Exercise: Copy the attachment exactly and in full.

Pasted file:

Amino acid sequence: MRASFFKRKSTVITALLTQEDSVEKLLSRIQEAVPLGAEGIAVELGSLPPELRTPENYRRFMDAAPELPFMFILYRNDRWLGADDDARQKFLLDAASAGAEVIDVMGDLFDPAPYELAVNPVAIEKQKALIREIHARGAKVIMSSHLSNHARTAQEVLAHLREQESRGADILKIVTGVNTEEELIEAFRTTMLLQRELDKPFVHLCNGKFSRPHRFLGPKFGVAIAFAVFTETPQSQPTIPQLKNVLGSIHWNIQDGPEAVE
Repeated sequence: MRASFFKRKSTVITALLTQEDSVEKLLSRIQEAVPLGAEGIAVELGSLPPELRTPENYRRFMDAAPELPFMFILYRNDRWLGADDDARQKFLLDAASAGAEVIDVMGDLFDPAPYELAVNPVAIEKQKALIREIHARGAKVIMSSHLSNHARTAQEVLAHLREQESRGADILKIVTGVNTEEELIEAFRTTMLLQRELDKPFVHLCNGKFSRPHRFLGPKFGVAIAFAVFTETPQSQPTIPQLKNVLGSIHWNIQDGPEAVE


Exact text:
Amino acid sequence: MRASFFKRKSTVITALLTQEDSVEKLLSRIQEAVPLGAEGIAVELGSLPPELRTPENYRRFMDAAPELPFMFILYRNDRWLGADDDARQKFLLDAASAGAEVIDVMGDLFDPAPYELAVNPVAIEKQKALIREIHARGAKVIMSSHLSNHARTAQEVLAHLREQESRGADILKIVTGVNTEEELIEAFRTTMLLQRELDKPFVHLCNGKFSRPHRFLGPKFGVAIAFAVFTETPQSQPTIPQLKNVLGSIHWNIQDGPEAVE
Repeated sequence: MRASFFKRKSTVITALLTQEDSVEKLLSRIQEAVPLGAEGIAVELGSLPPELRTPENYRRFMDAAPELPFMFILYRNDRWLGADDDARQKFLLDAASAGAEVIDVMGDLFDPAPYELAVNPVAIEKQKALIREIHARGAKVIMSSHLSNHARTAQEVLAHLREQESRGADILKIVTGVNTEEELIEAFRTTMLLQRELDKPFVHLCNGKFSRPHRFLGPKFGVAIAFAVFTETPQSQPTIPQLKNVLGSIHWNIQDGPEAVE